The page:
Montgomery County's weird deal with Live Nation
- The Fillmore, now under construction (Photo: Jay Westcott)
Spurned local promoter files suit
In June, Seth Hurwitz and I.M.P, the Bethesda-based concert promotion company he co-owns, filed a lawsuit against top Maryland officials in an attempt to stop the state from releasing its half of the Fillmore’s construction costs. According to the suit, Montgomery County still hasn’t met two of the four conditions imposed by the General Assembly before the state will disburse its $4 million grant. A hearing has yet to be scheduled.
Hurwitz, whose company owns the 9:30 Club in Washington and operates Merriweather Post Pavilion in Columbia, has tangled with Live Nation before. Last June, he sued to stop its merger with Ticketmaster, citing what he called the company’s “death grip” on shed shows; that case is in the discovery stage. But this time is a little more personal. Hurwitz lives in Montgomery County — Bethesda, to be exact — and despite running the most successful club of its kind in the country, I.M.P. never even got the chance to compete for the project. When he heard, back in 2007, that the county had reached a preliminary agreement with Live Nation, Hurwitz offered to pay double the rent and contribute $2 million to the construction — or to pay for the entire construction if LDG handed the site over to him instead. The county told him he was too late, that it didn’t want to break its (non-binding) agreement with Live Nation.
Hurwitz has a lot to say about this subject. Just not on the record. A few days after we had an hour-long conversation, the following statement was forwarded to me by his spokesperson: “They keep trying to divert attention away from the real issue. ‘How much is this going to cost?’ is a valid question for any taxpayer to ask, and it should be simple enough to answer with bona fide construction estimates based on actual bids.”
He’s referring to one of the General Assembly’s conditions: a “full financial and cost analysis for the project and evidence that Montgomery County has budgeted all funds necessary to match state funds provided for the project,” the law reads. In the lawsuit, Hurwitz argues that the documents the county originally submitted to meet that condition — a two-page “cost sharing” analysis and a simplistic, one-page chart outlining costs and funding — are hardly comprehensive. And, in fact, nowhere in those three pages is there a description, itemized or otherwise, of the Fillmore’s design and construction costs. That it will cost $8 million is just assumed.
The other, allegedly unmet condition concerns a project economic feasibility study, for which the county submitted a 10-page report, “The Market for a Large Popular Music/Entertainment Venue in Montgomery County, MD.” Prepared by Baltimore-based Sage Policy Group, the report is as general as it sounds, comparing suburban Maryland’s demographics to those of 12 other metropolitan areas, including D.C., and although it never once discusses existing music venues in the region, it nonetheless concludes that the county “offers a nearly idyllic setting” for such a venue. Along with that report, the county included a single-page rundown of financial estimates for the project (which generously counts as revenue such items as complimentary tickets — the county gets six per show — and the free and discounted community uses of the space).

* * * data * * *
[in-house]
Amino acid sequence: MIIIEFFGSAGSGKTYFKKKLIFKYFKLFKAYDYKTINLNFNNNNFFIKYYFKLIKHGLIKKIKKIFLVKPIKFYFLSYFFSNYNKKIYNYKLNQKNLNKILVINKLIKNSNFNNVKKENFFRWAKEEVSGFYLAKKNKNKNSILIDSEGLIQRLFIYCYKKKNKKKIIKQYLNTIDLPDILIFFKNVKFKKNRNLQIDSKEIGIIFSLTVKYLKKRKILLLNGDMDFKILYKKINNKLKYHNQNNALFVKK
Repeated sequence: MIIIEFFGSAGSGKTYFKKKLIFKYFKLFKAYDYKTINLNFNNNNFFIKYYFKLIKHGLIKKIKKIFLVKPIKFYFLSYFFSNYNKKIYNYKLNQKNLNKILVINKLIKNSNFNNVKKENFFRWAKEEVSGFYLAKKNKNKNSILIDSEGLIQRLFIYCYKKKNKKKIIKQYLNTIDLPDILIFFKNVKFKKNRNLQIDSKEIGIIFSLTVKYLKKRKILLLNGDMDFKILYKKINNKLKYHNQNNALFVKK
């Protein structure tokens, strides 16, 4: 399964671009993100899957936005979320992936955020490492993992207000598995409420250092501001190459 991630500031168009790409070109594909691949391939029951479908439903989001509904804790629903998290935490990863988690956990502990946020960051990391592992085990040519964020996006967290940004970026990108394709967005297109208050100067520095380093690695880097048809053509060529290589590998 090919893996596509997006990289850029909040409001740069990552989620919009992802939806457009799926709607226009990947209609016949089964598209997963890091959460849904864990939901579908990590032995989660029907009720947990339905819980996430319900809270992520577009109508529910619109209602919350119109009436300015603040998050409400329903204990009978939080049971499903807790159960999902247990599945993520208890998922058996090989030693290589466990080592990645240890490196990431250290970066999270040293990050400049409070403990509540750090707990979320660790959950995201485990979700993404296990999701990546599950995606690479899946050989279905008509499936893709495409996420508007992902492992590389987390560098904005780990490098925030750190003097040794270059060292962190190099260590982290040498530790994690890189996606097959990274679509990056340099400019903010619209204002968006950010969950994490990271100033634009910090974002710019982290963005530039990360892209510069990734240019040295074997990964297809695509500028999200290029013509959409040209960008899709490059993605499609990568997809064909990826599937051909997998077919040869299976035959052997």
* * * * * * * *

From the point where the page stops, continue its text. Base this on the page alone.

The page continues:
In its opposition to the lawsuit, the state’s Office of the Attorney General notes, “The General Assembly did not identify any specific parameters for satisfaction of the terms of this reporting condition beyond the quoted language.” Translation: the state didn’t specify what it meant by a “project economic feasibility study” or “full financial and cost analysis.” The office also argues that the aforementioned documents and several others, including an engineering and architectural feasibility study, were apparently sufficient to satisfy the Department of Legislative Services, which concluded on April 13 that the county had met all of the conditions.
County spokesman Patrick Lacefield calls Hurwitz’ argument “odd” for that very reason: If the state accepted the county’s documents and approved the disbursement of funds, then obviously the documents met the necessary conditions. “What you have to keep in mind with this project,” he says, “is that there’s a competitor to this project that doesn’t want this to open.”
Diane Schwartz Jones, the county’s assistant chief administrative officer, is more direct.
“It’s a continued effort to try to kill the competition, that’s what it is,” she says, “and why would anyone want to do that to Montgomery County?”
Montgomery’s budget woes
Like any competitive businessman, Hurwitz wants to be on top. It stands to reason, then, that he wouldn’t want Live Nation moving into the area. But he’s not the only one who wishes the 9:30 Club got a fair shot at competing for what is, essentially, the construction and operation of a government building.
“We thought their proposal should have been give consideration, from a taxpayer point of view, considering that it’s a local entity,” says Debbie Spielberg, the former chair of the Silver Spring Citizens Advisory Board. “It was never clarified to me why the process was the way it was, and why the 9:30 Club’s proposal wasn’t given equal consideration.” Roger Berliner, one of two county council members who opposed the deal — and the one who represents the district in which Hurwitz lives — says, “The 9:30 Club is literally the most successful club of its kind in the world, so how can we not have knocked on his door with a deal like this?”
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